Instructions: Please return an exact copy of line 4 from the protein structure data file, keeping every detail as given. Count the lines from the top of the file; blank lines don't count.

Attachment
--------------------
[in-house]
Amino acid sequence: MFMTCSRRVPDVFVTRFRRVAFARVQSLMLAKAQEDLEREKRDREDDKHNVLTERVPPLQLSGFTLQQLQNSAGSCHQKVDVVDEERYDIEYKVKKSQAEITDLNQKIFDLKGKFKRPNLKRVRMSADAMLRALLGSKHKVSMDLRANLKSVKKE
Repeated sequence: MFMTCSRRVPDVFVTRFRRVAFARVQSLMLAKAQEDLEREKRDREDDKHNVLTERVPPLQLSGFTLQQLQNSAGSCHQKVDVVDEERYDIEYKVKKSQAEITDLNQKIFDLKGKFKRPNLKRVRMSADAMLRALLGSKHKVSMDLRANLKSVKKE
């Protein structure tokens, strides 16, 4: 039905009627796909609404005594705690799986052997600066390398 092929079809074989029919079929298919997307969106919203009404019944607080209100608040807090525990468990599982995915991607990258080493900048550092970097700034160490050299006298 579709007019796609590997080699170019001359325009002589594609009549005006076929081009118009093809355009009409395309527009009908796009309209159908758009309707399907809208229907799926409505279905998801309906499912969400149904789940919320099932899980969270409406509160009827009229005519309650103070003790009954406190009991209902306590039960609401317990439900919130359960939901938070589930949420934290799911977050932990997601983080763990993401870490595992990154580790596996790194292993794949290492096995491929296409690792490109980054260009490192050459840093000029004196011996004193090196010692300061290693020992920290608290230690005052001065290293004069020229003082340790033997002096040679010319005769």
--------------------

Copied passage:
């Protein structure tokens, strides 16, 4: 039905009627796909609404005594705690799986052997600066390398 092929079809074989029919079929298919997307969106919203009404019944607080209100608040807090525990468990599982995915991607990258080493900048550092970097700034160490050299006298 579709007019796609590997080699170019001359325009002589594609009549005006076929081009118009093809355009009409395309527009009908796009309209159908758009309707399907809208229907799926409505279905998801309906499912969400149904789940919320099932899980969270409406509160009827009229005519309650103070003790009954406190009991209902306590039960609401317990439900919130359960939901938070589930949420934290799911977050932990997601983080763990993401870490595992990154580790596996790194292993794949290492096995491929296409690792490109980054260009490192050459840093000029004196011996004193090196010692300061290693020992920290608290230690005052001065290293004069020229003082340790033997002096040679010319005769």